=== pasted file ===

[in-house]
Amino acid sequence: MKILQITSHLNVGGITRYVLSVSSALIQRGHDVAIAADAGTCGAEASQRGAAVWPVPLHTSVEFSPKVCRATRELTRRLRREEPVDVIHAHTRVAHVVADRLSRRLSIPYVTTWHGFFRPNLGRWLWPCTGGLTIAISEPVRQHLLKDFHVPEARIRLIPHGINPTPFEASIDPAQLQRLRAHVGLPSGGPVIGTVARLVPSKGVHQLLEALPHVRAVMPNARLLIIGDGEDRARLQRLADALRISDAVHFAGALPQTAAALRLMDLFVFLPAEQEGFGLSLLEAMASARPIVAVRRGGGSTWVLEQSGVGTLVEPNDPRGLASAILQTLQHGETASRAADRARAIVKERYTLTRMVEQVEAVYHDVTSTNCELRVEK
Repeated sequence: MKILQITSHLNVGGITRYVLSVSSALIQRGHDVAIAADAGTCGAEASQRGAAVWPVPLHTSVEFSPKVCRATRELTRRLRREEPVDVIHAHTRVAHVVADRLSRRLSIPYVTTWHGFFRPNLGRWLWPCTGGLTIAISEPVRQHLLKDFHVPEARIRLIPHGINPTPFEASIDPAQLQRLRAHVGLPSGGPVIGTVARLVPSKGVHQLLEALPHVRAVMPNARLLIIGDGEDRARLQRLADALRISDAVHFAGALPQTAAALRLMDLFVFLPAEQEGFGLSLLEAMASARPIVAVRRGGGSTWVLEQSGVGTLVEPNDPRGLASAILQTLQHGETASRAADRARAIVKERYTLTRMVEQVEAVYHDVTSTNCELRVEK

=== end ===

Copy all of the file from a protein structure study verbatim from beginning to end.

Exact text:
[in-house]
Amino acid sequence: MKILQITSHLNVGGITRYVLSVSSALIQRGHDVAIAADAGTCGAEASQRGAAVWPVPLHTSVEFSPKVCRATRELTRRLRREEPVDVIHAHTRVAHVVADRLSRRLSIPYVTTWHGFFRPNLGRWLWPCTGGLTIAISEPVRQHLLKDFHVPEARIRLIPHGINPTPFEASIDPAQLQRLRAHVGLPSGGPVIGTVARLVPSKGVHQLLEALPHVRAVMPNARLLIIGDGEDRARLQRLADALRISDAVHFAGALPQTAAALRLMDLFVFLPAEQEGFGLSLLEAMASARPIVAVRRGGGSTWVLEQSGVGTLVEPNDPRGLASAILQTLQHGETASRAADRARAIVKERYTLTRMVEQVEAVYHDVTSTNCELRVEK
Repeated sequence: MKILQITSHLNVGGITRYVLSVSSALIQRGHDVAIAADAGTCGAEASQRGAAVWPVPLHTSVEFSPKVCRATRELTRRLRREEPVDVIHAHTRVAHVVADRLSRRLSIPYVTTWHGFFRPNLGRWLWPCTGGLTIAISEPVRQHLLKDFHVPEARIRLIPHGINPTPFEASIDPAQLQRLRAHVGLPSGGPVIGTVARLVPSKGVHQLLEALPHVRAVMPNARLLIIGDGEDRARLQRLADALRISDAVHFAGALPQTAAALRLMDLFVFLPAEQEGFGLSLLEAMASARPIVAVRRGGGSTWVLEQSGVGTLVEPNDPRGLASAILQTLQHGETASRAADRARAIVKERYTLTRMVEQVEAVYHDVTSTNCELRVEK